At her campaign celebration last night in Ohio, Hillary Clinton
raised the specter of a nasty, divisive fight at the Democratic
National Convention, claiming that she should be the party's nominee
based on her big state victories, rather than on the pledged-delegate
count. It was a slick and sophisticated attempt to change the rules
in the middle of the game and declare herself the winner.
She said, "You all know that if we want a Democratic president, we
need a Democratic nominee who can win the battleground states just
like Ohio. And that is what we've done." Then, she listed the states
she "won," boldly including Florida and Michigan in the litany.
Weeks before her boast, Julian Bond, the Chairman of the National
Association for the Advancement of Colored People, and one of my
heroes, penned a letter to DNC Chair Howard Dean noting that he is
"deeply concerned" about the "will and intent of the Florida and
But, both Clinton and Bond leave several important facts off the
First, the rules. They were known and agreed to by everyone
involved, well before the first votes were cast in Iowa. All the
campaigns, including the Clinton campaign, pledged to honor the
"early window" that included only four states: Iowa, New Hampshire,
Nevada and South Carolina. Enforcement of the primary timing rule
against Florida and Michigan was necessary to prevent the 2008
nominating calendar from falling into chaos. Moreover, a decision to
overturn this action by the DNC could destroy our nominating process
for 2012 and future years, as states realize that there will be no
penalty for violating the primary timing rule.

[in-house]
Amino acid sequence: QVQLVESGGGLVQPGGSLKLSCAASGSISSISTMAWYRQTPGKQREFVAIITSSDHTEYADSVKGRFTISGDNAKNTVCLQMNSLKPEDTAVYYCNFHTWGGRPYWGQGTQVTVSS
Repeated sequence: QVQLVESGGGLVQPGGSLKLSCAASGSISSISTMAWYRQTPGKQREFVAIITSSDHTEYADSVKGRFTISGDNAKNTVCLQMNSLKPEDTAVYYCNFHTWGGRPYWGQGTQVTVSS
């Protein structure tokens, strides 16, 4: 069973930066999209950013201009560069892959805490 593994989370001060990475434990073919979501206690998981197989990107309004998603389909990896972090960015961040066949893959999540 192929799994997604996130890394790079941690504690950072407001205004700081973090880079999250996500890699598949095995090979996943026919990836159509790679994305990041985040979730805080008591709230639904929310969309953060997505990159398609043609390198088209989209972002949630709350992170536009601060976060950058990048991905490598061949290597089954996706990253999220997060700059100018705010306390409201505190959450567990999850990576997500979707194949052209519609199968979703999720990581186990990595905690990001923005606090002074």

Second, the DNC's Rules Bylaws Committee gave both Florida and
Michigan a full and fair hearing, plus an open and transparent vote,
and their efforts to "jump to the head of the line" were soundly
defeated. No other state party organization or Rules Committee
members supported them. None of the campaigns--including the Clinton
campaign, which is very well represented on the Rules Committee--spoke
up for the principle of allowing Florida and Michigan to go ahead of
the other states.
Third, the new 2008 primary calendar was painstakingly worked out for
the very purpose of increasing early voting diversity. Along with
Iowa and New Hampshire, most Democrats agreed that both Latinos and
African Americans should be added to the early voting equation.
Adding Nevada and South Carolina to the early calendar increased
regional and racial diversity while protecting the grassroots, small
state nature of the early primary process. The DNC was right to
protect these two states from encroachment in the calendar by Florida
Fourth, since there was no campaigning in either Florida or Michigan,
and neither the names of Obama nor Edwards even appeared on the
Michigan ballot, the idea that the votes cast there represent "the
will and intent" of the people is nonsense. We must not allow the
uncontested primaries in Florida and Michigan to "nullify" the will
of the large mass of voters in all of the hotly-contested primaries
and caucuses around the country where the candidates did campaign and
the voters had the chance to meet the candidates, ask questions, hear
their message and make an informed decision on who would be the best
nominee for the Democratic Party.
Finally, I want to be clear that this is a disagreement between the
DNC and the Florida and Michigan State Democratic Parties. This is
not--and should not become--an argument between Senator Obama and the
voters of Florida or Michigan. Senator Obama will reach out to the
voters in Florida and Michigan as the presidential nominee of our
Party, and will work hard to carry these two important states for
Democrats in the November election.
Congressman Jackson is serving his seventh term in the US House and
is a National Co-Chairman of the Obama for President Campaign.